ph legislators: Marinduque still suffers from Mining


sugat ng calancan bayPhilippine legislators acknowledged that Marinduque is still suffering from the effects of the Marcopper toxic spill nearly two decades ago by passing House bill on 2nd reading banning mining in the province.

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Business World reported that Marinduque Rep. Regina Reyes, who has been working for the total ban in the province, said: “The province of Marinduque has been enduring the detrimental consequences of the 1996 mining disaster and its aftermath.”

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“It is brutal and criminal to the residents of Marinduque to allow the exploitation of natural resources which will inevitably lead to the exacerbation of this unresolved mining tragedy.”

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Marinduque’s Boac River, its main source of clean water, was struck with a massive spill of toxic mine tailings when disaster struck the open-pit mining operation of Marcopper and Canadian company Placer Dome on March 24, 1996.

The province’s Calancan Bay was the mining company’s major dump-site for its mine tailings. The video documentary “Sugat ng Calancan Bay” (Wound of Calancan Bay) looks back at the 30 year history of mine tailings dumping in the Marinduque’s sea waters, its health effects on the residents and the fisher-folks’ class suit against Marcopper and Placer Dome.

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A total ban on mining in the province will be put in place once the measure passes into law. Under the bill, violators face a fine of P1 million and imprisonment of 12 years, or both. The mining company also stands to be stripped of its license to operate.


THE MAN WHO MOVED AUGUST 21


The Philippine Revolution of 1986 may not have culminated the way it did had it not been for the man who moved it first on August 21, 1983. His name is Agapito “Butz” Aquino, a movie actor and businessman turned people power advocate when his brother Sen. Benigno “Ninoy” Aquino, the staunch opponent of President Marcos, was slain on August 21, 1983.

He organized street marches and called for the restoration of democracy in the country. He led the precursors of EDSA Revolution — the August Twenty One Movement (ATOM) and the BANDILA (Bansang Nagkakaisa sa Diwa at Layunin). Butz is the first businessman who publicly called for the ousting of the president. Leading his ranks were business people whom he considered as more effective protesters. He said that “50 well-dressed professionals speaking against the dictator is more effective than 50,000 students storming Malacanang.”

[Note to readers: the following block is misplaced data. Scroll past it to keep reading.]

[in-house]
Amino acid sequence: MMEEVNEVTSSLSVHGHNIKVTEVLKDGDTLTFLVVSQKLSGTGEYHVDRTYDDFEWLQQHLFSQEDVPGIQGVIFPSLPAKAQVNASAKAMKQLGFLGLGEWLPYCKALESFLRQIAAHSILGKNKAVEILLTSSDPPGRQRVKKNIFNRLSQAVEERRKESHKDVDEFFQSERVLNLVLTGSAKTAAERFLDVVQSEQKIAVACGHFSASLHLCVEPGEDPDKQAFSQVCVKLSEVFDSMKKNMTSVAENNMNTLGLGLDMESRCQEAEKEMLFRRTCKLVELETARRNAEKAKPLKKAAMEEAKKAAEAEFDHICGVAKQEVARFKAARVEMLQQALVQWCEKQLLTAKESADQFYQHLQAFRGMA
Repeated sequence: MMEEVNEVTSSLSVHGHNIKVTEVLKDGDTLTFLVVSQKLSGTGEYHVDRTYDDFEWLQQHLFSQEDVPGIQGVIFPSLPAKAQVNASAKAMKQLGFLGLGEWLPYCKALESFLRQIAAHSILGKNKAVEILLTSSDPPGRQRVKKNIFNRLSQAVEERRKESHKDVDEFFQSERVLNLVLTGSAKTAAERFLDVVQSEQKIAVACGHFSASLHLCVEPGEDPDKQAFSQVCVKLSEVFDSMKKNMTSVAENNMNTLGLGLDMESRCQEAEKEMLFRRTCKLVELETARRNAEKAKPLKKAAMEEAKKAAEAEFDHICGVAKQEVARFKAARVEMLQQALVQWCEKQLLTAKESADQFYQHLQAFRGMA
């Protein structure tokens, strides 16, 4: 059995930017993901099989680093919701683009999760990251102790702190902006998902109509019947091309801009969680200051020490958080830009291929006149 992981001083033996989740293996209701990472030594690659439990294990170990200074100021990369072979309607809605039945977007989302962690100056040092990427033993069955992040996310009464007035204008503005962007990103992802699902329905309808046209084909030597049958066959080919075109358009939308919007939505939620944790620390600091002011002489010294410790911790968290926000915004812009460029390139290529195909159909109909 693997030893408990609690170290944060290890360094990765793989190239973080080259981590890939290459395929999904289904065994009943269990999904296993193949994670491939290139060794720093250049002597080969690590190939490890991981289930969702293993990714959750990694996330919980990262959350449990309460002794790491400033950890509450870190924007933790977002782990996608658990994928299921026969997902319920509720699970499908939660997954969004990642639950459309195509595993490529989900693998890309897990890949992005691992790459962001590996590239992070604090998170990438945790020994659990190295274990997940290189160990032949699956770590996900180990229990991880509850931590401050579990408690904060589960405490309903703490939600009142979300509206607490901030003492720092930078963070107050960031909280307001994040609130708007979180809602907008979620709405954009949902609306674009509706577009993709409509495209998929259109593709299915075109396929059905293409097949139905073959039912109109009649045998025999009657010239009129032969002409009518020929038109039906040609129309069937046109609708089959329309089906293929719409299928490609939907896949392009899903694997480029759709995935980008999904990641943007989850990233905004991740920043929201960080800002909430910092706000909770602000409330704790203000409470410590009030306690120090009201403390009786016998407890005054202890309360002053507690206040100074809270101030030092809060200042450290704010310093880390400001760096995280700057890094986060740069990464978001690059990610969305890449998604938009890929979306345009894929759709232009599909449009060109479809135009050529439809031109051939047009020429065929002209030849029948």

butz aquinoIn less than three years he found himself in the dawn of a revolution. He was partying on February 22, 1986 when news broke that Gen. Fidel Ramos, then AFP Chief of Staff, and Gen. Juan Ponce Enrile, then Defense Minister, resigned their posts and were refuged in Camp Aguinaldo and Camp Crame. Recognizing the seriousness of the event, he stopped partying and proceeded to offer help to Ramos, “we want to help but we don’t have weapons; we only have people.” Fearing an attack from Marcos, Ramos requested for civilians to guard all the gates.

Luckily there was a Radio Veritas reporter covering the event and through this channel, Butz made the first call for people power. He called on all ATOM and BANDILA members, all Socialist Democrats, all who would listen, to gather in Cubao. From there, together they will march to Camp Crame and provide civilian protection for the defecting military officers.

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Police teams led by then Chief Alfredo Lim instructed Butz and party to disperse. Butz said to Lim that he will only follow the command of Ramos. Lim called up Ramos and the general confirmed that his order is for Butz to stay. By 10:00 AM the following day, around 50,000 people were guarding the gates. Afterwards Manila Archbishop Cardinal Sin, made his radio broadcast for the faithful to follow suit. The rest is the first bloodless revolution, the first civilian-backed coup d’etat in world history.

butz aquino 4Butz became a legislator since that time and to his credit is the Magna Carta for Small Farmers and the Cooperative Code of the Philippines. He did not participate in EDSA 2 but he recognized it as legitimate because it had the support of the Constitutional Military. He noticed that the fervor for the 1986 Philippine Revolution has waned and that there is a need to deepen political maturity among Filipinos (even for himself); that there should be a longer term goal than just ousting a dictator.

Sad that his death came four days before the 32nd death anniversary of Ninoy Aquino. His own words best describe the man who moved August 21, 1983 to February 22, 1986: Agapito “Butz” Aquino is an “idealist tempered with practicality.”

FEEDBACK:

Hi Rom!

Thank you for your piece on Butz. Butz was a friend. I admired his zest for life. I was blessed to be with him in FSDM and Bandila. I served him as his political officer during his first term in the senate. His boombastic laughter will be sorely missed.

Best wishes.

R